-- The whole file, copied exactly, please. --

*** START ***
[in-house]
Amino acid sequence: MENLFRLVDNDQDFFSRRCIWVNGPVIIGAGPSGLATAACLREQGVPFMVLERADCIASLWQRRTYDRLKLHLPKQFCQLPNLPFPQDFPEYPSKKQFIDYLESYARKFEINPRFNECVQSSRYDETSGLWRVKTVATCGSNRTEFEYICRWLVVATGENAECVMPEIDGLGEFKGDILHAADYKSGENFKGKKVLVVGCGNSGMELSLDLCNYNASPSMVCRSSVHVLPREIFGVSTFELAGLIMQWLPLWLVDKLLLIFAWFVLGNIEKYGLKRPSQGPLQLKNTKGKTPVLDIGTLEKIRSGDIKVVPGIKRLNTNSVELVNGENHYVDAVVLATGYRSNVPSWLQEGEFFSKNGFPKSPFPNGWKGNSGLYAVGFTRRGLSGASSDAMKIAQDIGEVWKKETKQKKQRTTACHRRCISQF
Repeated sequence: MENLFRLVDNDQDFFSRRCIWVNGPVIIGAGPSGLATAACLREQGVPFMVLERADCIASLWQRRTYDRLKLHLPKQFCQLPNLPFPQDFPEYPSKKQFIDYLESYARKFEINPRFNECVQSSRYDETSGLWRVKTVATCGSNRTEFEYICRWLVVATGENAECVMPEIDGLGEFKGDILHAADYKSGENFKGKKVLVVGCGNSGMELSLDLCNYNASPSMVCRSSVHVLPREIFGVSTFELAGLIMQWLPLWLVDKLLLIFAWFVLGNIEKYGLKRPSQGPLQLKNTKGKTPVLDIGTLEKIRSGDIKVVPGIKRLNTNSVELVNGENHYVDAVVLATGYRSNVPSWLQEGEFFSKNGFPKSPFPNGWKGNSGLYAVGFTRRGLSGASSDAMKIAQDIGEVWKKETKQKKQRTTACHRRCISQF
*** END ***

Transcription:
[in-house]
Amino acid sequence: MENLFRLVDNDQDFFSRRCIWVNGPVIIGAGPSGLATAACLREQGVPFMVLERADCIASLWQRRTYDRLKLHLPKQFCQLPNLPFPQDFPEYPSKKQFIDYLESYARKFEINPRFNECVQSSRYDETSGLWRVKTVATCGSNRTEFEYICRWLVVATGENAECVMPEIDGLGEFKGDILHAADYKSGENFKGKKVLVVGCGNSGMELSLDLCNYNASPSMVCRSSVHVLPREIFGVSTFELAGLIMQWLPLWLVDKLLLIFAWFVLGNIEKYGLKRPSQGPLQLKNTKGKTPVLDIGTLEKIRSGDIKVVPGIKRLNTNSVELVNGENHYVDAVVLATGYRSNVPSWLQEGEFFSKNGFPKSPFPNGWKGNSGLYAVGFTRRGLSGASSDAMKIAQDIGEVWKKETKQKKQRTTACHRRCISQF
Repeated sequence: MENLFRLVDNDQDFFSRRCIWVNGPVIIGAGPSGLATAACLREQGVPFMVLERADCIASLWQRRTYDRLKLHLPKQFCQLPNLPFPQDFPEYPSKKQFIDYLESYARKFEINPRFNECVQSSRYDETSGLWRVKTVATCGSNRTEFEYICRWLVVATGENAECVMPEIDGLGEFKGDILHAADYKSGENFKGKKVLVVGCGNSGMELSLDLCNYNASPSMVCRSSVHVLPREIFGVSTFELAGLIMQWLPLWLVDKLLLIFAWFVLGNIEKYGLKRPSQGPLQLKNTKGKTPVLDIGTLEKIRSGDIKVVPGIKRLNTNSVELVNGENHYVDAVVLATGYRSNVPSWLQEGEFFSKNGFPKSPFPNGWKGNSGLYAVGFTRRGLSGASSDAMKIAQDIGEVWKKETKQKKQRTTACHRRCISQF